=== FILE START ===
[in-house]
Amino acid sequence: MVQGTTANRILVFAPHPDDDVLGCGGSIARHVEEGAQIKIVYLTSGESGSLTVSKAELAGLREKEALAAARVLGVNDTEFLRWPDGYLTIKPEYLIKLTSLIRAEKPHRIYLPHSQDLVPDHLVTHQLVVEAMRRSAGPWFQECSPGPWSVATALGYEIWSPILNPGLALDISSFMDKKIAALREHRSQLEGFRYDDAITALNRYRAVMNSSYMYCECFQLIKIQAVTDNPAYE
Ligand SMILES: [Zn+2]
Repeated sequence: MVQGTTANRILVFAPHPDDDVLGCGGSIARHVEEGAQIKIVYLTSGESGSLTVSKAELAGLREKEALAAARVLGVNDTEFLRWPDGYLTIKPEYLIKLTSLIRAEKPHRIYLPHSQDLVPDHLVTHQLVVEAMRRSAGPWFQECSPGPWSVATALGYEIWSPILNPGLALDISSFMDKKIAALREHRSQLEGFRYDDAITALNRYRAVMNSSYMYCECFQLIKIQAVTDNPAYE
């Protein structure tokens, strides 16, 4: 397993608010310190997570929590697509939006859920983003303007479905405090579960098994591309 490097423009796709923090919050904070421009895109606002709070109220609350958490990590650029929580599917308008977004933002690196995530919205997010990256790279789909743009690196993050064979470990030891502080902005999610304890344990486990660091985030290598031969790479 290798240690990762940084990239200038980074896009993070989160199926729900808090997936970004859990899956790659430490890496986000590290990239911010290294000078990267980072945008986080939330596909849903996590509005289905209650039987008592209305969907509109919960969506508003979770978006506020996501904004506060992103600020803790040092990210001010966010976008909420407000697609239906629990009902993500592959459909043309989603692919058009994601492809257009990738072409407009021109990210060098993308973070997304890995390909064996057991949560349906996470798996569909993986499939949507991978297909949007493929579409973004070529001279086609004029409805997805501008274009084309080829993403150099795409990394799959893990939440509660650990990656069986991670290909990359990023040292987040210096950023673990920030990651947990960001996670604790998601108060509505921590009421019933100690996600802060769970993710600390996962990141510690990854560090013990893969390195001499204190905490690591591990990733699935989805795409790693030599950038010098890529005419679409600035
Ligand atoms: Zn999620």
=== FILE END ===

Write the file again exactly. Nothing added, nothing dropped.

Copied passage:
[in-house]
Amino acid sequence: MVQGTTANRILVFAPHPDDDVLGCGGSIARHVEEGAQIKIVYLTSGESGSLTVSKAELAGLREKEALAAARVLGVNDTEFLRWPDGYLTIKPEYLIKLTSLIRAEKPHRIYLPHSQDLVPDHLVTHQLVVEAMRRSAGPWFQECSPGPWSVATALGYEIWSPILNPGLALDISSFMDKKIAALREHRSQLEGFRYDDAITALNRYRAVMNSSYMYCECFQLIKIQAVTDNPAYE
Ligand SMILES: [Zn+2]
Repeated sequence: MVQGTTANRILVFAPHPDDDVLGCGGSIARHVEEGAQIKIVYLTSGESGSLTVSKAELAGLREKEALAAARVLGVNDTEFLRWPDGYLTIKPEYLIKLTSLIRAEKPHRIYLPHSQDLVPDHLVTHQLVVEAMRRSAGPWFQECSPGPWSVATALGYEIWSPILNPGLALDISSFMDKKIAALREHRSQLEGFRYDDAITALNRYRAVMNSSYMYCECFQLIKIQAVTDNPAYE
């Protein structure tokens, strides 16, 4: 397993608010310190997570929590697509939006859920983003303007479905405090579960098994591309 490097423009796709923090919050904070421009895109606002709070109220609350958490990590650029929580599917308008977004933002690196995530919205997010990256790279789909743009690196993050064979470990030891502080902005999610304890344990486990660091985030290598031969790479 290798240690990762940084990239200038980074896009993070989160199926729900808090997936970004859990899956790659430490890496986000590290990239911010290294000078990267980072945008986080939330596909849903996590509005289905209650039987008592209305969907509109919960969506508003979770978006506020996501904004506060992103600020803790040092990210001010966010976008909420407000697609239906629990009902993500592959459909043309989603692919058009994601492809257009990738072409407009021109990210060098993308973070997304890995390909064996057991949560349906996470798996569909993986499939949507991978297909949007493929579409973004070529001279086609004029409805997805501008274009084309080829993403150099795409990394799959893990939440509660650990990656069986991670290909990359990023040292987040210096950023673990920030990651947990960001996670604790998601108060509505921590009421019933100690996600802060769970993710600390996962990141510690990854560090013990893969390195001499204190905490690591591990990733699935989805795409790693030599950038010098890529005419679409600035
Ligand atoms: Zn999620």